In the mountains of southern Philippines lives an Indigenous community with a unique weaving tradition.
A spirit called Fu Dalu is believed to inspire the design of the tnalak (also spelled t’nalak and tinalak), a hand-woven cloth indigenous and sacred to the Tboli (T’boli, Tiboli).
Fu Dalu is the goddess of the abaca plant, whose fibers are used for the tri-colour fabric.
She comes in the dreams of Tboli women.
These women are called “dreamweavers”.
One of these dreamweavers is Barbara Ofong, whose story is told in a new book by Vancouver author Sandie Oreta Gillis.
“Barbara was fifteen when she first encountered Fu Dalu in a dream,” Gillis wrote in Weaving Our Dreams – The Tboli People of the Philippines (FriesenPress).
Fu Dalu communicates with Ofong through the Tboli woman’s dreams, and guides her with the design of her tnalak.
“In her dream, Fu Dalu sometimes takes on the form of a lizard, frog or snake. Barbara will incorporate the skin pattern of the animal into the design of the tnalak. Sometimes Fu Dalu takes on the form of a person in the dream.”
Gillis related that making a tnalak is a lengthy process, sometimes taking up to three or four months to finish a six-metre fabric.
“When the weaving process runs smoothly in every step, Barbara knows her spirit guide has helped her,” the Vancouver author wrote.
The Tbolis consider the uplands of South Cotabato, a province in the southern Philippine region of Mindanao, as their traditional territory.
They are known for their colourful costumes as well as for original music and metalwork.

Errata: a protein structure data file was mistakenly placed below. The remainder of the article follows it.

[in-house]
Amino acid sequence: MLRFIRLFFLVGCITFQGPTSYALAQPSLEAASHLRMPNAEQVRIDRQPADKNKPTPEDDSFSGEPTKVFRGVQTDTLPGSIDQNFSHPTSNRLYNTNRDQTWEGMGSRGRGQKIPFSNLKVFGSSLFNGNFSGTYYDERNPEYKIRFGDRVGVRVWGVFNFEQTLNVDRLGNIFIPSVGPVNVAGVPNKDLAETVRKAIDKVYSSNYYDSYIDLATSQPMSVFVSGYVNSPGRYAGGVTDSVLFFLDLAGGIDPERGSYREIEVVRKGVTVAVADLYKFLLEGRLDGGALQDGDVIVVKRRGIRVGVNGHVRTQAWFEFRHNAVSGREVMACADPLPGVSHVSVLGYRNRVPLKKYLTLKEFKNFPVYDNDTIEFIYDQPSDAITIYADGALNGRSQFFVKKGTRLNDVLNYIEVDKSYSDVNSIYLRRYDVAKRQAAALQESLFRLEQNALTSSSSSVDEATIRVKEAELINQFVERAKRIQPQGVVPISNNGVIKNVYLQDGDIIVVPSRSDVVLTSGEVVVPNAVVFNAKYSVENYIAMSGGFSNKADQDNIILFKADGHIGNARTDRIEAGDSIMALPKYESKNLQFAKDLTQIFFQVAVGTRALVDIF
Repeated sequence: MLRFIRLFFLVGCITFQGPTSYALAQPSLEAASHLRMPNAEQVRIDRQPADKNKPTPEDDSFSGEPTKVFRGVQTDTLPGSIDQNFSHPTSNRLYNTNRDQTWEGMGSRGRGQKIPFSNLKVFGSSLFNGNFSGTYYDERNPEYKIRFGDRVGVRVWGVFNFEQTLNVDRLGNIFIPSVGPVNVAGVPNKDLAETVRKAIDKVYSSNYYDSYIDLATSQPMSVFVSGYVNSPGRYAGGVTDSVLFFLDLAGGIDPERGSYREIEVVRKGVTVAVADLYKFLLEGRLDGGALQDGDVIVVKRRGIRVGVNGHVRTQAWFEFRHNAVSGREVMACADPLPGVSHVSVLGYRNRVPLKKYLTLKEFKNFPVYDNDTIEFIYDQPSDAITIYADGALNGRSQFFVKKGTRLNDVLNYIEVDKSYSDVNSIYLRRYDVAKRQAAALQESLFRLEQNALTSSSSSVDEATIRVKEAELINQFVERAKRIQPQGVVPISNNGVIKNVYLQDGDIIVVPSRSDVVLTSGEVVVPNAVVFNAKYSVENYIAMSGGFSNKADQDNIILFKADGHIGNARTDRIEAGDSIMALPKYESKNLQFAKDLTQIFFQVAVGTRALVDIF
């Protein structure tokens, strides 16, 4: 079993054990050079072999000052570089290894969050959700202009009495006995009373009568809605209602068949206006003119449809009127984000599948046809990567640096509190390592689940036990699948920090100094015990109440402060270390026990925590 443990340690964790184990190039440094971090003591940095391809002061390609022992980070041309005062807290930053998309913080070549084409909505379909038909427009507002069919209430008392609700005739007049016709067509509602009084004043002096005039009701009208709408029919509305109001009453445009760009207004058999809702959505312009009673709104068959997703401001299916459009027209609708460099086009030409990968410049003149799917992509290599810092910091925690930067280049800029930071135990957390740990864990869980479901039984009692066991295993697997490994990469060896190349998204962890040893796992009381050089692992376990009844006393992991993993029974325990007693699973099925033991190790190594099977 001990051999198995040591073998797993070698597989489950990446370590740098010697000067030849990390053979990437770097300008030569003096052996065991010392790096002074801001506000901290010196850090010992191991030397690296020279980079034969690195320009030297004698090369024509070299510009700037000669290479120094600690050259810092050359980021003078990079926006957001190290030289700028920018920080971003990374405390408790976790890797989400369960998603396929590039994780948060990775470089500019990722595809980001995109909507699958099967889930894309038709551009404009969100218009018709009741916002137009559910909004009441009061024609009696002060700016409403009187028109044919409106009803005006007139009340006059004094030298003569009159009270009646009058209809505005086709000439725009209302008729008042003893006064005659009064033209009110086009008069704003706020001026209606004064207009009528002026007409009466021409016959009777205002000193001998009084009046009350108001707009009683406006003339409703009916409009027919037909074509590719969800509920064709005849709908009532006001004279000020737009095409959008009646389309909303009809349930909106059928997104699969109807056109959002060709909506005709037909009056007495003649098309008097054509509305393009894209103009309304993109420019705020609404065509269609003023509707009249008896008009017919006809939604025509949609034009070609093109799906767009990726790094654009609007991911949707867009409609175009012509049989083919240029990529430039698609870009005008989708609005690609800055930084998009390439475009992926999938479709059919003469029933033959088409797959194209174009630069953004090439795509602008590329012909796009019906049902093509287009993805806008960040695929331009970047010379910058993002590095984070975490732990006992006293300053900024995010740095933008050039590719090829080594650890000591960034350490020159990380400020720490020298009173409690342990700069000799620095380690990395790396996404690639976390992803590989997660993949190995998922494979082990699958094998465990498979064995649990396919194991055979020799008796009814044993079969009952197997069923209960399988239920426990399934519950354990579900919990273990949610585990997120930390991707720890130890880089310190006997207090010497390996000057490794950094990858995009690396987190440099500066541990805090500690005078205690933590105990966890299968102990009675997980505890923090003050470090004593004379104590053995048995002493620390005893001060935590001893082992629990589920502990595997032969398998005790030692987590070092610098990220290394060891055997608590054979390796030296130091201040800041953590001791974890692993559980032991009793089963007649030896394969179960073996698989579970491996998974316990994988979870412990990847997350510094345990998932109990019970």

Gillis became interested about the Tbolis from her conversations with Francis Herradura, a Surrey artist who has visited the community.
Herradura would later design and illustrate the book.
In an interview, Gillis said that she wants to share the story of the Tbolis through their art.
“Art brings us all together,” Gillis told the Straight by phone.
The author explained that art provides a bridge among different peoples.
“When we understand the art of another, we also get to know each other more,” Gillis said.
Gillis was born and raised in the Philippines.
She moved to Canada in 1983, and has remained connected with her heritage.
Herradura, who illustrated the book, also hails from the Philippines.
The two met when Herradura joined Dimasalang, a Filipino artists’ group in Vancouver that includes Gillis.
In 2021, Gillis and Herradura founded the Narragila Culture and Arts Foundation.
The nonprofit’s name combines narra, the national tree of the Philippines, and agila, the Philippine eagle.
“Diverse cultures offer distinct creative expressions seen in their art and daily way of life,” Narragila states on its website.
“Learning and appreciating different cultures and traditions through their art forms broaden our understanding of societies and of people. By celebrating each other’s uniqueness, we foster a sense of belonging and a sense of pride.”
In the interview, Gillis said that while writing the book, she often thought of her nieces who were born in Canada.
Gillis said that by telling the story of the Tbolis, she can celebrate the diverse culture and heritage of the Filipino people.
“I hope to make them proud of their Filipino heritage too,” Gillis said about her nieces.
Weaving Our Dreams – The Tboli People of the Philippines also features Maria Todi, a Tboli musician who has established a cultural centre to preserve the community’s traditions.
The centre is called Lake Sebu School of Living Traditions.
To learn more and connect, see here.